Re: [Ideas] Comments on draft-ccm-ideas-identity-use-cases-02

Uma Chunduri <> Tue, 17 October 2017 21:17 UTC

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From: Uma Chunduri <>
To: Tom Herbert <>
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Thread-Topic: [Ideas] Comments on draft-ccm-ideas-identity-use-cases-02
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Subject: Re: [Ideas] Comments on draft-ccm-ideas-identity-use-cases-02
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Coming back to the IDEAS work, one of the goals is to create a standardized mapping system with various ID services (mobility, access security, pub/sub,  grouping etc). 
There are various enterprise deployments where these services are needed and the ability to authorize  who can update mapping and who can request mapping is critical for deploying some of  these services. 
For ILA or  for DC VM mobility some of the services may not be needed or Identity is an overhead (but I saw from your responses earlier, you need authorization on who can update in a multi tenenant environments) 
and that can be made optional if not needed.  But, I see you are arguing on both sides.  If you have a better solution to address the above needs please share it.

Uma C.

-----Original Message-----
From: Tom Herbert [] 
Sent: Monday, October 16, 2017 6:25 PM
To: Uma Chunduri <>
Subject: Re: [Ideas] Comments on draft-ccm-ideas-identity-use-cases-02

	>This problem I highlighted would only exist on public networks where end user devices are not under complete control of the
	>infrastructure-- i.e. smart phones on a public carrier network.

	> In a private data center for instance, where all hosts can be controlled, there is no issue in running identifier-locator on hosts and that in fact is a common deployment of network virtualization.
[Uma]: Sure, agree. And you need a mapping system with standardized interfaces and a control protocol to interact to addressing this space.

	>The exploit I'm conjecturing would work like this:
	>* Suppose that a UE (e.g. a smartphone) participating in an identifier/locator protocols is hacked.
[Uma]: There are so many cases, where  things need to be handled, which includes not only hacked but lost/stolen devices etc. There is something called revocation or disabling the device based on the auth. method used in the device by the provider.


	>* Efforts to obfuscate or rotate identifiers does not help much here.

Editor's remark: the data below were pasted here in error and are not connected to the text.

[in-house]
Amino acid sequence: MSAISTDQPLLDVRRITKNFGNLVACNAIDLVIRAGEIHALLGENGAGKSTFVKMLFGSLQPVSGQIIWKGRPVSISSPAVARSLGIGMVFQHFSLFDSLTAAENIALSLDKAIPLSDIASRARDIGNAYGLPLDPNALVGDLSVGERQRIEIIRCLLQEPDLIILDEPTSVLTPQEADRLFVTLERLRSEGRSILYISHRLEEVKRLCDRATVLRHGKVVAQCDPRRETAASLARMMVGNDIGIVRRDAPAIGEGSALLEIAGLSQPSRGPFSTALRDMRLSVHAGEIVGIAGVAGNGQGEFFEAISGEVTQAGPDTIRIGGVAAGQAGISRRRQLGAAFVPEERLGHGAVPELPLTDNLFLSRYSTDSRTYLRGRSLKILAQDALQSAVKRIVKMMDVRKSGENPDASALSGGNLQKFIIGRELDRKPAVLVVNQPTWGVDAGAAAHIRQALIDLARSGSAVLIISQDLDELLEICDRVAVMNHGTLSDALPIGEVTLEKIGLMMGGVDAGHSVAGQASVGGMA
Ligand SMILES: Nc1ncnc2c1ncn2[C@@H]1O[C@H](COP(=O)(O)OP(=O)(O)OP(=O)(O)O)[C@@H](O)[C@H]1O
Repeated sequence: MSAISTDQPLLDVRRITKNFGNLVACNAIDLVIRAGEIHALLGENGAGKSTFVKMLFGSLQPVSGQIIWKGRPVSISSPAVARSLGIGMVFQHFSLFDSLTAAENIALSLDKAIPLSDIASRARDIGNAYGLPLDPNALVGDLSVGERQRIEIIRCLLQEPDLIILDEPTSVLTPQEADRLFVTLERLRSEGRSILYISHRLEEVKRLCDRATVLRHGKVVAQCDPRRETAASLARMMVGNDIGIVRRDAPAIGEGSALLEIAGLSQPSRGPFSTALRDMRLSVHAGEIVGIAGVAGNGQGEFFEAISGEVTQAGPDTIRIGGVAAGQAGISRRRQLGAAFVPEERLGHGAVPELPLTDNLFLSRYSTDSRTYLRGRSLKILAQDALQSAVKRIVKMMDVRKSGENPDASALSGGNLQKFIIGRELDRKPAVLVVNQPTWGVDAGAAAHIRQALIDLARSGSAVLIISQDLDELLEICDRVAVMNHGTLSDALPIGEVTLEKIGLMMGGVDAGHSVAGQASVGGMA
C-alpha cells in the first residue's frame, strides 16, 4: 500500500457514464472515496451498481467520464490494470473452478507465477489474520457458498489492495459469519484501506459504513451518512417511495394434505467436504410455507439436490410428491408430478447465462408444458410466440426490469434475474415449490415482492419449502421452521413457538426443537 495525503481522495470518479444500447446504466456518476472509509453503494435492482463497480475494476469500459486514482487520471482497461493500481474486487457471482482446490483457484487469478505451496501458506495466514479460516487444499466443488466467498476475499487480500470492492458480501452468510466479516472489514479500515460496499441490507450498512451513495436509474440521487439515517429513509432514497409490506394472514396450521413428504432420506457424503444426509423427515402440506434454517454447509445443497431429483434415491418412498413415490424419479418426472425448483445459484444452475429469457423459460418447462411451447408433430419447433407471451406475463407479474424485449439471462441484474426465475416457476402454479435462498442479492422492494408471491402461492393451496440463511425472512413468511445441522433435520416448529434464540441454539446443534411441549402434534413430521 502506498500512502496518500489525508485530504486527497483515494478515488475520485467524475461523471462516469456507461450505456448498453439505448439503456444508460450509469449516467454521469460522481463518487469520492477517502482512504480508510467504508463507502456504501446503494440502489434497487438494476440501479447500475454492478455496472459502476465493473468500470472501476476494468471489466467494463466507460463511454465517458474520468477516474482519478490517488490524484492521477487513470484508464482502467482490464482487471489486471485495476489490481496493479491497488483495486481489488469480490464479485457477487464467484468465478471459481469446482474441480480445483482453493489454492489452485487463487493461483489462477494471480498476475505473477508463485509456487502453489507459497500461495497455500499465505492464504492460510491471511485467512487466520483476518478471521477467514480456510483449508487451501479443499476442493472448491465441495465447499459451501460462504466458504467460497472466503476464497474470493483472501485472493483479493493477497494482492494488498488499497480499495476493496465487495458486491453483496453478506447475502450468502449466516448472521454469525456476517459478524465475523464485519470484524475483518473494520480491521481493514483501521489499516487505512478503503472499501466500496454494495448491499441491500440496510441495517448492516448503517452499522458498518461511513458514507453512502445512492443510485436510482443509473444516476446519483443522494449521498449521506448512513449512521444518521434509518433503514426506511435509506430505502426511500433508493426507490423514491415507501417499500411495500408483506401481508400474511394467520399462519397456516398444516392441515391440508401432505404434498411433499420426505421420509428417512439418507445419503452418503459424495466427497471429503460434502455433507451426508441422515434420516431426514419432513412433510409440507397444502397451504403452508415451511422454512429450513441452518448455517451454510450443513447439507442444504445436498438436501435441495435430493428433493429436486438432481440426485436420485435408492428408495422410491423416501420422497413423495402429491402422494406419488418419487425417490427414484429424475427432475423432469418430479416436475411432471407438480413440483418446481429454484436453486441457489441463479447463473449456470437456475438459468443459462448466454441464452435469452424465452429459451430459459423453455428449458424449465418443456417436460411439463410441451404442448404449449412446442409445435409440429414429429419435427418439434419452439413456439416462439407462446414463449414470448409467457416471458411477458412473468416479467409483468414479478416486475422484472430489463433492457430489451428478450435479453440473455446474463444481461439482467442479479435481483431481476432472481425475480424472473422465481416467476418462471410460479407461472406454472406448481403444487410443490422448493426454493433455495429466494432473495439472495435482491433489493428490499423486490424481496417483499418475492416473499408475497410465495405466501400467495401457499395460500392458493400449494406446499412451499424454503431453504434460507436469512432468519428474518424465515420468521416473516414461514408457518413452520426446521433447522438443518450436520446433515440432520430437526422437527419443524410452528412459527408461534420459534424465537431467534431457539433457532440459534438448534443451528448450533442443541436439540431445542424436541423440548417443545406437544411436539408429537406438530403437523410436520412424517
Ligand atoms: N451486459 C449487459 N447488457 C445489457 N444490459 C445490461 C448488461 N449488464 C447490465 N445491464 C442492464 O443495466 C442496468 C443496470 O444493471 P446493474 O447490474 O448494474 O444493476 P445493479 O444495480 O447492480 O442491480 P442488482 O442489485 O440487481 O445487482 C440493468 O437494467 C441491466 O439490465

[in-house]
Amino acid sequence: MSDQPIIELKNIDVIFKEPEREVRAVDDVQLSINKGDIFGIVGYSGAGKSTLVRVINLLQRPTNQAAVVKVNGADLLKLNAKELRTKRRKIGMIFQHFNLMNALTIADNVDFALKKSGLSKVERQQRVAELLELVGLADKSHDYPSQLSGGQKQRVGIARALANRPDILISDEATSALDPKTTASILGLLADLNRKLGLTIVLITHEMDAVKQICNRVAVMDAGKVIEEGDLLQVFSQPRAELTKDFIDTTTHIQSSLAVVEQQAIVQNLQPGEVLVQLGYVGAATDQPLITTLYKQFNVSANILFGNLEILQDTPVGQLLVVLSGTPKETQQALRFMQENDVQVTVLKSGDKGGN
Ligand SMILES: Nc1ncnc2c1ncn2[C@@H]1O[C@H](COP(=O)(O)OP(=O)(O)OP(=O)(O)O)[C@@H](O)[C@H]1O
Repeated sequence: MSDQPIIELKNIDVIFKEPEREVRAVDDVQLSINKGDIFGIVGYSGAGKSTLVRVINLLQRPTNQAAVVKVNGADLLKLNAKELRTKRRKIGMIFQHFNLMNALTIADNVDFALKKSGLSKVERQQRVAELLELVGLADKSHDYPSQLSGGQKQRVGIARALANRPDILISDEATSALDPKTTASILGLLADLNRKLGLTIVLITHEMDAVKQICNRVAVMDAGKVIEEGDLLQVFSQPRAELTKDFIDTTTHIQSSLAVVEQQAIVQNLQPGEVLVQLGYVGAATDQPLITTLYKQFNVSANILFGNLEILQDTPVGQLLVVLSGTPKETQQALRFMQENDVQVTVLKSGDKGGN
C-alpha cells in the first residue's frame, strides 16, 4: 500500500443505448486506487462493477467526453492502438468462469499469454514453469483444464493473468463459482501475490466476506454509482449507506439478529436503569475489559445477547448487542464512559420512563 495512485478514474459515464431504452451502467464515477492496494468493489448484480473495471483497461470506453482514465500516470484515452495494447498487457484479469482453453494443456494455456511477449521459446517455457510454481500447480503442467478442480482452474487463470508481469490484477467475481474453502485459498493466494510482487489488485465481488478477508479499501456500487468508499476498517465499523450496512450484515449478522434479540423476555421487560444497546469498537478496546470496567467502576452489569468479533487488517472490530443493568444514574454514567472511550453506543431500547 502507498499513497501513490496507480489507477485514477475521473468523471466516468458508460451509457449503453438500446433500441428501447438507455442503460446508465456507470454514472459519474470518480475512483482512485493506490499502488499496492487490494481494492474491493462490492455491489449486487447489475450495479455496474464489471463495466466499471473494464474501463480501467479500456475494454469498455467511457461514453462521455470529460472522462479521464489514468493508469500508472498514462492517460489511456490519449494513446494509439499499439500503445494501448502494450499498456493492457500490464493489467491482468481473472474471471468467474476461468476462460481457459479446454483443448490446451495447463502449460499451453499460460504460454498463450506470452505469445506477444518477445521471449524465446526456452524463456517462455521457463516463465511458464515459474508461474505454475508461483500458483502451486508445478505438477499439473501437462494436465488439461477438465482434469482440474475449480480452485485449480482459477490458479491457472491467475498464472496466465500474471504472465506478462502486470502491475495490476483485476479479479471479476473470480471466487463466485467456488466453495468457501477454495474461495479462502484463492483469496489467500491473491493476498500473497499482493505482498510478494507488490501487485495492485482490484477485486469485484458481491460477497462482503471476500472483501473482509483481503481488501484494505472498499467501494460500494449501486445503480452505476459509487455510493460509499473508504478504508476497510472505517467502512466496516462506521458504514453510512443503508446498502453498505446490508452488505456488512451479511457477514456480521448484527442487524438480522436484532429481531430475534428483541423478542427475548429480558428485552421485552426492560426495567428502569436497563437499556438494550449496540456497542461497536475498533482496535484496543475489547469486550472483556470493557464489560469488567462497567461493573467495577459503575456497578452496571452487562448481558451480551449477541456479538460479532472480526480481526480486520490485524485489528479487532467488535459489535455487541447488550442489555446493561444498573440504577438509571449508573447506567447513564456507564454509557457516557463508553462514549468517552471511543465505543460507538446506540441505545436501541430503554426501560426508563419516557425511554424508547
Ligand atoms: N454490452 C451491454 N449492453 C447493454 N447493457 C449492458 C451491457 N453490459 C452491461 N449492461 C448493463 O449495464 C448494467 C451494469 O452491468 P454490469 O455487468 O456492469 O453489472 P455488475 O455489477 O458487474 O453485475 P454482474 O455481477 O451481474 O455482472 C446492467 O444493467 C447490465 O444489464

>Obfuscation complicates routing in the network such that translations need to happen anyway. Periodic rotation of locators is defeated if there are enough devices doing the mapping to keep the maps up to date.
[Uma]: Obfuscation obviously doesn't solve all the evils. It has its own place and if we truly care use end to end encryption where ever is needed.
                Again, data plane constructs and mechanisms for protection are under the purview of the underlying ID/LOC protocol in question. IDEAS can only help augment some of the features needed for these protocols.

	>It's true this may be orthogonal to the design of a mapping system..
[Uma]: Yes, it's mostly orthogonal  to IDEAS.

                > Anyone who works at companies like Apple and Google that regularly collect device geo-location can vouch that it is among the most sensitive of all the PII they collect. 
	>Accordingly, they implement extremely strong access controls to the point that even that only a tiny number of employees can directly access the data.

[Uma]: You are right. This is exactly  what we have been arguing as well.  Any data that is sensitive will have strong access controls and not publicly exposed. 
 	Also, I am not understanding the above logic fully  - because all sorts of PII is collected in various applications or just because of the fact that you are on your cellular device your provider can track you (or how these are protected today). 
	Privacy seems more of a misnomer sometimes (from the apps, to browser to the cellular devices and this  only further proliferates with all sorts of  devices doing M2M would be on various networks soon).